Coordination training alone has improved postural stability in subjects with FAI [17–22]. The medium treatment effect (0.37) associated with CCT group's COParea suggests that postural stability improved COParea following coordination training. This medium treatment effect, however, was not as high as the treatment effect (0.63) associated the SCT group's COParea. This higher effect in the SCT group suggests that coordination training with SR stimulation facilitates rehabilitation more than coordination training alone.
Researchers have also reported that coordination training alone has not impacted certain single leg balance COP measures of subjects with FAI [18, 20, 25]. These results concur with our current findings, as the CCT group did not enhance subjects' postural stability to a greater extent than the control group. Additionally, the moderately negative treatment effect associated with the M/L COPsd in the control group indicates that postural stability worsened at posttest. We do not know the reason for this negative treatment effect. Negative treatment effect for the control group indicates that the M/L COPsd was not a valid or reliable measure of postural stability in this study.
Our orthogonal contrast provided a statistical technique to detect a treatment effect of SR stimulation on postural stability. The rationale for using orthogonal contrasts were based on results presented by several researchers, who reported that learning effects were responsible for COP excursion improvements in both balance training and control subjects [18–20]. Additionally, Verhagen et al  did not find group posttest differences between training and control groups. Thus, we believed that differences might not occur between control and CCT group posttest means in this current investigation. The first orthogonal contrast comparing control and CCT groups in our study was established based on this speculation. The second orthogonal contrast examined the effects of SR stimulation compared to the pooled posttest means of control and CCT groups. Our results indicate that coordination training alone did not result in significantly better postural stability than subjects who did not participate in coordination training at posttest. Since differences were not evident, the pooled means of the control and CCT groups were then compared to the SCT group's means to detect treatment effects associated with SR stimulation. Thus, our results indicate that SR stimulation might be used as an alternative therapy to improve postural stability deficits associated with FAI.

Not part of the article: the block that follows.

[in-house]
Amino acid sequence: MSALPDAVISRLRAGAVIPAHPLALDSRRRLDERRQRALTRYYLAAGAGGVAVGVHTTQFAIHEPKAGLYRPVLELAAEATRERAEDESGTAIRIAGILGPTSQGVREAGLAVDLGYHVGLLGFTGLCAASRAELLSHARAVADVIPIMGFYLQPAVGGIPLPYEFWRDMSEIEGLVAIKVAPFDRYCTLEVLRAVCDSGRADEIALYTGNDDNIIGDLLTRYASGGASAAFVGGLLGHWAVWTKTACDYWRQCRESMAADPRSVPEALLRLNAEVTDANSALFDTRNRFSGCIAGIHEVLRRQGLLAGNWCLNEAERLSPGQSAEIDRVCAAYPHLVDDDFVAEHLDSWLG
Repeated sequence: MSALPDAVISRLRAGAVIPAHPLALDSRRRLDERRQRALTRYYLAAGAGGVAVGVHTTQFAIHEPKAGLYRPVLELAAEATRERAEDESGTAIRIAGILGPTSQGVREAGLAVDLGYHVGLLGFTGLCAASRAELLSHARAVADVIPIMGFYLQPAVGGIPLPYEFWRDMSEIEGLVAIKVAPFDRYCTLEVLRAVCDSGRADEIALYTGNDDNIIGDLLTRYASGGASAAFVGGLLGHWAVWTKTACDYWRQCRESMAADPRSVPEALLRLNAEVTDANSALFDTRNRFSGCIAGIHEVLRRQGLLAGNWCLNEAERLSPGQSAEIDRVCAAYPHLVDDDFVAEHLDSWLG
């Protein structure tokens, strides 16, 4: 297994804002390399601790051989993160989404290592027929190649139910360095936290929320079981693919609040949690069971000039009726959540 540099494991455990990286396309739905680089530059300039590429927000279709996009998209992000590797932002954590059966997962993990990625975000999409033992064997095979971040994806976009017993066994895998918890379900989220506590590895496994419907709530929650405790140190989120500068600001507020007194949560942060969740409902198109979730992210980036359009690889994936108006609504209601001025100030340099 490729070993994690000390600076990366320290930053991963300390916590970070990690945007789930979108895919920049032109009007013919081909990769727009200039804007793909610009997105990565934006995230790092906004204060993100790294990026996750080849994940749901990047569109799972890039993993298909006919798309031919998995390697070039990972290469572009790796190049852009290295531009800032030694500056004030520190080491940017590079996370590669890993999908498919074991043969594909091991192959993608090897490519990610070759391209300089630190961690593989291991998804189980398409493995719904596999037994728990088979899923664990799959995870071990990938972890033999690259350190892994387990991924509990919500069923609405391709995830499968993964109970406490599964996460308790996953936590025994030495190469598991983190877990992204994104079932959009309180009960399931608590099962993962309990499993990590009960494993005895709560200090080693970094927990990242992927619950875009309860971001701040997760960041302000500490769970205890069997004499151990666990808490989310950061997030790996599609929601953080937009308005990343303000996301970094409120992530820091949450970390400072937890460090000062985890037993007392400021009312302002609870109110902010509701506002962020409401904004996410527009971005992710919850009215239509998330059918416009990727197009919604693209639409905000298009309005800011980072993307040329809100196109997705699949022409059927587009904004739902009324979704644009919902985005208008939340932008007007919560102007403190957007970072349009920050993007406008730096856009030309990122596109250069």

Coordination training that enhances postural stability has implications in preventing ankle sprain injury [1, 20, 24]. Alternative therapies that improve postural stability to a greater extent than coordination training alone might also help prevent ankle sprain injury. Coordination training with SR stimulation is one such alternative therapy that can be used clinically to improve postural instabilities associated with FAI. Future research should confirm our findings with a larger sample size and should examine the effects SR stimulation has on the prevention of recurrent ankle sprain injury in physically active individuals with FAI.